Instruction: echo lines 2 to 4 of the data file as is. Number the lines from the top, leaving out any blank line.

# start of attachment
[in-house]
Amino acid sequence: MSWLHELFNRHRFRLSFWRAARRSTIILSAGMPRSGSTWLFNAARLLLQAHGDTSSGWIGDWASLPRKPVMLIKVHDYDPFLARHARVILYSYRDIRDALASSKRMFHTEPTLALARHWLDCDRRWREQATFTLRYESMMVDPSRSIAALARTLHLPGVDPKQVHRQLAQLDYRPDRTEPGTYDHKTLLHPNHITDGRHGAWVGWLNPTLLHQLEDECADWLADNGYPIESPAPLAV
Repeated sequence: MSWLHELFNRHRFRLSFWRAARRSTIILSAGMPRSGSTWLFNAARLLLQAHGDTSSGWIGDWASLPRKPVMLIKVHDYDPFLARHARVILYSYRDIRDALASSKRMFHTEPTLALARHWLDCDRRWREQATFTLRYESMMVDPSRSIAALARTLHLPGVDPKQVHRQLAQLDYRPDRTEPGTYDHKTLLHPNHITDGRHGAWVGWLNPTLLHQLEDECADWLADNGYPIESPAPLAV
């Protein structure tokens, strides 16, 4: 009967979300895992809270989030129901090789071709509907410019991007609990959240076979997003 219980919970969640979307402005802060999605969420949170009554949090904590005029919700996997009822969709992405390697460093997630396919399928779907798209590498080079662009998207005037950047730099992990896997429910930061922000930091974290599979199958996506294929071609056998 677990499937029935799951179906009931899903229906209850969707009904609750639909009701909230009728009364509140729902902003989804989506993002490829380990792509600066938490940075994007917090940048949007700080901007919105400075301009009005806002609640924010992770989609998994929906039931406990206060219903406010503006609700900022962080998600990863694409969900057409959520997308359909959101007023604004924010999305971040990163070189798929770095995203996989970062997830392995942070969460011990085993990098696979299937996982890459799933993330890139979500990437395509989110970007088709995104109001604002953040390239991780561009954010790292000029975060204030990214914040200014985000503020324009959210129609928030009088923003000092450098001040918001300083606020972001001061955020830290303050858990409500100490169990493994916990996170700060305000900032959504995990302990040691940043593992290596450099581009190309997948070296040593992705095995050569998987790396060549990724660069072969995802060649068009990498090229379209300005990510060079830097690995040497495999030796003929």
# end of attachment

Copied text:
Amino acid sequence: MSWLHELFNRHRFRLSFWRAARRSTIILSAGMPRSGSTWLFNAARLLLQAHGDTSSGWIGDWASLPRKPVMLIKVHDYDPFLARHARVILYSYRDIRDALASSKRMFHTEPTLALARHWLDCDRRWREQATFTLRYESMMVDPSRSIAALARTLHLPGVDPKQVHRQLAQLDYRPDRTEPGTYDHKTLLHPNHITDGRHGAWVGWLNPTLLHQLEDECADWLADNGYPIESPAPLAV
Repeated sequence: MSWLHELFNRHRFRLSFWRAARRSTIILSAGMPRSGSTWLFNAARLLLQAHGDTSSGWIGDWASLPRKPVMLIKVHDYDPFLARHARVILYSYRDIRDALASSKRMFHTEPTLALARHWLDCDRRWREQATFTLRYESMMVDPSRSIAALARTLHLPGVDPKQVHRQLAQLDYRPDRTEPGTYDHKTLLHPNHITDGRHGAWVGWLNPTLLHQLEDECADWLADNGYPIESPAPLAV
């Protein structure tokens, strides 16, 4: 009967979300895992809270989030129901090789071709509907410019991007609990959240076979997003 219980919970969640979307402005802060999605969420949170009554949090904590005029919700996997009822969709992405390697460093997630396919399928779907798209590498080079662009998207005037950047730099992990896997429910930061922000930091974290599979199958996506294929071609056998 677990499937029935799951179906009931899903229906209850969707009904609750639909009701909230009728009364509140729902902003989804989506993002490829380990792509600066938490940075994007917090940048949007700080901007919105400075301009009005806002609640924010992770989609998994929906039931406990206060219903406010503006609700900022962080998600990863694409969900057409959520997308359909959101007023604004924010999305971040990163070189798929770095995203996989970062997830392995942070969460011990085993990098696979299937996982890459799933993330890139979500990437395509989110970007088709995104109001604002953040390239991780561009954010790292000029975060204030990214914040200014985000503020324009959210129609928030009088923003000092450098001040918001300083606020972001001061955020830290303050858990409500100490169990493994916990996170700060305000900032959504995990302990040691940043593992290596450099581009190309997948070296040593992705095995050569998987790396060549990724660069072969995802060649068009990498090229379209300005990510060079830097690995040497495999030796003929």